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Cloud and partnerships key to survival for finservs

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Ron Raffensperger, CTO for Data Centre Solutions at Huawei Enterprise
Ron Raffensperger, CTO for Data Centre Solutions at Huawei Enterprise

While financial services institutions have been able to collect huge volumes of data on customers and their behaviours, they need to turn to new technologies and strategic partnerships to improve internal processes and customer experiences, in order to successfully monetise this information, according to Ron Raffensperger, CTO for Data Centre Solutions at Huawei Enterprise.

Historically, these organisations have focused on transactional data, such as deposits, withdrawals, transfers, etc., and these continue to grow as people switch from having to visit physical branches to using more convenient digital channels.

With an increasing focus on the relationships and user experience, they now also need to keep track of customer engagement across multiple channels, from branch visits, to social media and interactions with a call centre, so that a seamless and personalised service can be provided. But, do they have the infrastructure and architecture to do this?

The challenge for financial services organisations is that they have traditionally dealt with each new requirement as a new system; if they want a mobile app, they create it as a standalone, without giving thought to the kinds of information that it can collect, and how it can be used to enhance other parts of their business.

Cloud computing as the unifier

The key to pulling all this disparate information together is cloud computing, though adoption by the financial services sector continues to lag behind other industries – mostly due to misconceptions around security and regulatory compliance, as well as resistance from individual internal IT groups.

It shows that more needs to be done to differentiate between public and private clouds; it is not about a specific provider or vendor, but about the infrastructure and architecture that gives you the ability to automate operations, and to be able to flexibly use computing, storage and networking capacity as required at that time. This means that organisations can have the cloud, on-premise.

By unifying disparate systems and gaining a holistic view of their customers, financial services companies can leverage big data analytics, machine learning and artificial intelligence to create accurate customer groupings and provide them with highly personalised product and/or service recommendations and more, rather than relying on generic marketing and cold calls from a call centre.

There’s a lot of new possibilities for finservs that are enabled through the IoT, e.g. an insurer or a truck leasing company can use tech in terms of asset tracking, not only giving the ability to ensure the safety of their investment, but also to be able to use this tech to provide new services to their clients. This can include services such as routing, load balancing and planning etc. a lot of opportunities when have all this info and can leverage it in different ways.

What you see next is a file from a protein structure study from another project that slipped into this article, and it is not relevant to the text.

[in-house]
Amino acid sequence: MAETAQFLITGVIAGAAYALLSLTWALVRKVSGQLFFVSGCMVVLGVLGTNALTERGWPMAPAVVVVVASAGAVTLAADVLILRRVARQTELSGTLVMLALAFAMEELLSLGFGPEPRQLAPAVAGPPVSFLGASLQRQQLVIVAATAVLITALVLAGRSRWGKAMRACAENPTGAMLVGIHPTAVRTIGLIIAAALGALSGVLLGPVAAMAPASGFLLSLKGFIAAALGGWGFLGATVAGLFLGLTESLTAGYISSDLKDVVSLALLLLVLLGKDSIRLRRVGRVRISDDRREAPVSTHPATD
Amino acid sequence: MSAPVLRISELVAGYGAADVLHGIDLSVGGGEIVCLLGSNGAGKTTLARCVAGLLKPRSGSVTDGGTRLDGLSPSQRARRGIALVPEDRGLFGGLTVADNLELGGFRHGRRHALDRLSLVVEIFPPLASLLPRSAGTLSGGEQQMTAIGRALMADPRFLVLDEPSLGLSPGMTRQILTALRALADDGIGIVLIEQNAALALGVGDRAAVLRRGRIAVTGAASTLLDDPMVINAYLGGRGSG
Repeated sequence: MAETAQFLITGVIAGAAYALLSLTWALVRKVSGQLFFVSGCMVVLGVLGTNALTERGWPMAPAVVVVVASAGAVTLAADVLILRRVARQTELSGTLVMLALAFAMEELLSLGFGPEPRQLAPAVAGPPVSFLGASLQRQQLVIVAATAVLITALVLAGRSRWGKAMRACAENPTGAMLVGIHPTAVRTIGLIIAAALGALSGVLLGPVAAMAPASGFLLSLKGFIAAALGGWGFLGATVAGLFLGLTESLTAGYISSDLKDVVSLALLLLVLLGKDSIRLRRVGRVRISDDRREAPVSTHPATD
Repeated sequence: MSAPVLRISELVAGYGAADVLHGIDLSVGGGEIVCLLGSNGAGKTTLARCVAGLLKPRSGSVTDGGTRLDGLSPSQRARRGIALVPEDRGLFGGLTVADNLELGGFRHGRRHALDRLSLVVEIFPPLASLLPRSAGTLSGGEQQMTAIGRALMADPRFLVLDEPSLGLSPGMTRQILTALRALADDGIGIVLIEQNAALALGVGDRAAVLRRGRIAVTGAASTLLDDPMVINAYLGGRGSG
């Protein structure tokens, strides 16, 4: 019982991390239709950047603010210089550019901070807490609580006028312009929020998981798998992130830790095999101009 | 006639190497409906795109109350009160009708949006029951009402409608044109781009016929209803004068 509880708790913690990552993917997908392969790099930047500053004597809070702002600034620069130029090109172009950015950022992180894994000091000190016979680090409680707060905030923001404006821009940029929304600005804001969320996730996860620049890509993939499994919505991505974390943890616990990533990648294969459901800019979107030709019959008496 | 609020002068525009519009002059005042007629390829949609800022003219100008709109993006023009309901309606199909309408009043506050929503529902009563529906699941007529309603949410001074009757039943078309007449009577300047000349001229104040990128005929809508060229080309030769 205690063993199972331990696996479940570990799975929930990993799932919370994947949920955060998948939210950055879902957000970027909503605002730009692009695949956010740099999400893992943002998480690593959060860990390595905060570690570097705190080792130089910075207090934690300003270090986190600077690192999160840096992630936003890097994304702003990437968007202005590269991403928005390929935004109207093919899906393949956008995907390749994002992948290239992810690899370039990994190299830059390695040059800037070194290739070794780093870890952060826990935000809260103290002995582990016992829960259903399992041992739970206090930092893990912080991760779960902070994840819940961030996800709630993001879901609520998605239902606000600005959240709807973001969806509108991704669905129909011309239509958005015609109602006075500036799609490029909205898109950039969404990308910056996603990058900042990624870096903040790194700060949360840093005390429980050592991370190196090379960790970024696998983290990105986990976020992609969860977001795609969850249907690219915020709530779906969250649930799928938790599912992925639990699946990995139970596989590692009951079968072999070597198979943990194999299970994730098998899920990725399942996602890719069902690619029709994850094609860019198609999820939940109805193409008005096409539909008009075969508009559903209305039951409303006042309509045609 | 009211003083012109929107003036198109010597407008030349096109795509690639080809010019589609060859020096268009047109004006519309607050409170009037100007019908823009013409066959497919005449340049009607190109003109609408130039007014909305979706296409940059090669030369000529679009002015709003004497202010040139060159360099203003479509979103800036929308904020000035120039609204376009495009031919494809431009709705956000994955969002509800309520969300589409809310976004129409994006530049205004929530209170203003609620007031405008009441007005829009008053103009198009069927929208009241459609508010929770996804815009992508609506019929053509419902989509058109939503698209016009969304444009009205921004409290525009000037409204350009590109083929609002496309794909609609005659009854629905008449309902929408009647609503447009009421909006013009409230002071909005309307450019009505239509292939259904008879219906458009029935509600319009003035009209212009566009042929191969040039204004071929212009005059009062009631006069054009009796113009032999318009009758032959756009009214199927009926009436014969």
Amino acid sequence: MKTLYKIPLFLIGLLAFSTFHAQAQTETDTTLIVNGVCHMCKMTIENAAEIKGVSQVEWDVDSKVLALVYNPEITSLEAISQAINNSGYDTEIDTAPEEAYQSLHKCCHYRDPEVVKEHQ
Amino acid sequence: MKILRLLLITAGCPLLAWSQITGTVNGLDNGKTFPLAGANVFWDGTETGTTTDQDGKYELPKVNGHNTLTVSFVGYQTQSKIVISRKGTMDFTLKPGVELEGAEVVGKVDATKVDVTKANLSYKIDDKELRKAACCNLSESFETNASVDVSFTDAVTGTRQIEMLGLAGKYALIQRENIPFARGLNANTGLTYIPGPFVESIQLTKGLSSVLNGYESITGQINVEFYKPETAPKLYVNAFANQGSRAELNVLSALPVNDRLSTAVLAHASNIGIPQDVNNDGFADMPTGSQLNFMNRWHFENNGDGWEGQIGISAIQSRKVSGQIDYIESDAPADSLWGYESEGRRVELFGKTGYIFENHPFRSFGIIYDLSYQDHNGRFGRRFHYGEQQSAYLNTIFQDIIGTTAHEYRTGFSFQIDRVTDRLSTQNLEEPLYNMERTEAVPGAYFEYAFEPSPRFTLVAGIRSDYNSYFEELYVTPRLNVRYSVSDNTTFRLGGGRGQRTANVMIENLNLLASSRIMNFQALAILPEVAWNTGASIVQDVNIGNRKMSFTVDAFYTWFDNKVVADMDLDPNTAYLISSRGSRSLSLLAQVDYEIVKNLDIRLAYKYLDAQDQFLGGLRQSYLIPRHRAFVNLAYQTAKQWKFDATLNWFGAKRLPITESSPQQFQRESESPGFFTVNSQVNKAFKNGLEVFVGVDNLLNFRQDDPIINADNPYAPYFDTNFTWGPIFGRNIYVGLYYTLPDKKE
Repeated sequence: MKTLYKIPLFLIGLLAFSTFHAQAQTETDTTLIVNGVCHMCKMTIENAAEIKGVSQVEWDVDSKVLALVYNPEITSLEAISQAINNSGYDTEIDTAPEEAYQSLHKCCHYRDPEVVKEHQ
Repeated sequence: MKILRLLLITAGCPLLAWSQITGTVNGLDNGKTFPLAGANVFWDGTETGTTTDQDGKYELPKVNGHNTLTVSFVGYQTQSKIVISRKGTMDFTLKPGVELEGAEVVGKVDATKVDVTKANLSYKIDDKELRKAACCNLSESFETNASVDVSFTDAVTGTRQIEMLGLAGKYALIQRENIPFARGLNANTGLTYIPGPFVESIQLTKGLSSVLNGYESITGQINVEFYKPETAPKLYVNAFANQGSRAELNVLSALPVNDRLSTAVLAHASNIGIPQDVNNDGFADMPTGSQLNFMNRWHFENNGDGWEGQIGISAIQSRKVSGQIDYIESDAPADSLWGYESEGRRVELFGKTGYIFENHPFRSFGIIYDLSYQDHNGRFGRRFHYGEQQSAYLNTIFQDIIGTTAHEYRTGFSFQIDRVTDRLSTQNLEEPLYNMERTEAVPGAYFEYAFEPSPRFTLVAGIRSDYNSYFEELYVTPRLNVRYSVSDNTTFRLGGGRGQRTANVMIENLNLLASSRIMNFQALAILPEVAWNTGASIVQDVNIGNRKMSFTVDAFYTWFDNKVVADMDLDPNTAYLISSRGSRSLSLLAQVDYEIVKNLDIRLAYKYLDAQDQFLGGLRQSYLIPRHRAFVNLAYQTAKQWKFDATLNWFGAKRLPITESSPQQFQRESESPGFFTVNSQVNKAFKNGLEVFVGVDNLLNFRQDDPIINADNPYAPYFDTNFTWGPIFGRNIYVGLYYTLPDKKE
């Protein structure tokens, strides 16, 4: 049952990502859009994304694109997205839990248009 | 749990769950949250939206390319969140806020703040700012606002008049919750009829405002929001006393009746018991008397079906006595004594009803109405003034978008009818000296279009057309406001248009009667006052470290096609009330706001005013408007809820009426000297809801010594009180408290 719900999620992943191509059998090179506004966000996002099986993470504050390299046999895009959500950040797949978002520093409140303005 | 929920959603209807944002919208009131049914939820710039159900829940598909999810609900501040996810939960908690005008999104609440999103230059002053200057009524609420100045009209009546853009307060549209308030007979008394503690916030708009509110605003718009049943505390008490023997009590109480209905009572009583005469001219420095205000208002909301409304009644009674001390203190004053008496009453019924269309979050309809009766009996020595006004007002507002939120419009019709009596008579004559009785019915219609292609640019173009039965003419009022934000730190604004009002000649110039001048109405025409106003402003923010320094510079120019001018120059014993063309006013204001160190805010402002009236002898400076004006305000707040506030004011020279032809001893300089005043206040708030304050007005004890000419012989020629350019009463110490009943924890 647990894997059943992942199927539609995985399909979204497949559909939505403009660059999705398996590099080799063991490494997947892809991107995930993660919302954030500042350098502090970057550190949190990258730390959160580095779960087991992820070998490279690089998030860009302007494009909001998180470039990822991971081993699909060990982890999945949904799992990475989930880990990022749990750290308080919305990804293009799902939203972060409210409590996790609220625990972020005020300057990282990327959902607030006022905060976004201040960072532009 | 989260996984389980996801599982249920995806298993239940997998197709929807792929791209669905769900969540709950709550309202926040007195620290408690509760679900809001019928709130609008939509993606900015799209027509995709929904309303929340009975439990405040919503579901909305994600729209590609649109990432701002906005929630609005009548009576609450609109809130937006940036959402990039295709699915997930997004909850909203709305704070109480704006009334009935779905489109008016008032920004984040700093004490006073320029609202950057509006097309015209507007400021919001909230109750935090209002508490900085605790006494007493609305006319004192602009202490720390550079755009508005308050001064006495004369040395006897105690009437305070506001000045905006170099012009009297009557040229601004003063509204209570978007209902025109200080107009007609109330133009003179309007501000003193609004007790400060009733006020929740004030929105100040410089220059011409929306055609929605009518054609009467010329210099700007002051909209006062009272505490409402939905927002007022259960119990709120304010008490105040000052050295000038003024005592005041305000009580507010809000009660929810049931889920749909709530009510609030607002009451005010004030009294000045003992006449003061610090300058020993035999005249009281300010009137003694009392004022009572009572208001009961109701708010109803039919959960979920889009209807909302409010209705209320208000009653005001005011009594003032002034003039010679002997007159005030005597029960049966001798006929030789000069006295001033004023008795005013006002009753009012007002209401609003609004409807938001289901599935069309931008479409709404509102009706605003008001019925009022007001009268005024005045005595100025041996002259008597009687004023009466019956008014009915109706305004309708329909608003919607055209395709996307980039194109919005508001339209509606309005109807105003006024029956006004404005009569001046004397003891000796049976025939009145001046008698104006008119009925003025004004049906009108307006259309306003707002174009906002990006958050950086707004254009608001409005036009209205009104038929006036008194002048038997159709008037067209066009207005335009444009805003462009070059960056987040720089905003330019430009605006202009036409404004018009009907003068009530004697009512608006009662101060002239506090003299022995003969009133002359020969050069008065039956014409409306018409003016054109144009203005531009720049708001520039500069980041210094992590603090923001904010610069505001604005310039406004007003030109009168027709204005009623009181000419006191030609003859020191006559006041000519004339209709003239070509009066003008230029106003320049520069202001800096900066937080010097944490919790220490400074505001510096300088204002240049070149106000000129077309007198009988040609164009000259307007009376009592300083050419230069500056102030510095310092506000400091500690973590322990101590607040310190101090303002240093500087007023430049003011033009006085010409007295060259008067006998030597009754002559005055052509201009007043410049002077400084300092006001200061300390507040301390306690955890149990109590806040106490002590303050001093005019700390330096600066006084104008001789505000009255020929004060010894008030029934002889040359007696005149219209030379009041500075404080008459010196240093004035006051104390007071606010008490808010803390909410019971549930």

More financial services institutions are starting to realise this, with research from the IDC showing that worldwide spending on industry cloud in the finance industry (banking, insurance, and securities and investment services combined) is expected to more than double from $3.2 billion in 2017 to $7.2 billion in 2021.

Apart from purely improving the customer centricity of the organisation, there is also a growing requirement for data mining at a massive scale to inform real-time business decision-making, and even fraud detection.

There are two main ways in which financial services institutions around the world have approached this problem: the first is to try and address the challenge internally – this has often yielded poorer results, as traditional organisations lack the capacity, skills and agility to stay at the forefront of innovation; the more successful method has been to either partner or acquire a fintech that will give them access to new capabilities.

The danger for financial services institutions that fail to digitally transform, and adopt new technologies, is that they become an organisation where money is simply stored, with the user engagement and actual transactions taking place on another platform, be it through social media, instant messengers (eg. WhatsApp or WeChat), or mobile money applications.

There will no longer be brand recognition or loyalty toward the financial institution; people don’t care what bank is being used by the service, as long as it works. The IDC paints an even starker picture: banks that don’t transform will simply perish over the next decade.

Edited by Neo Sesinye
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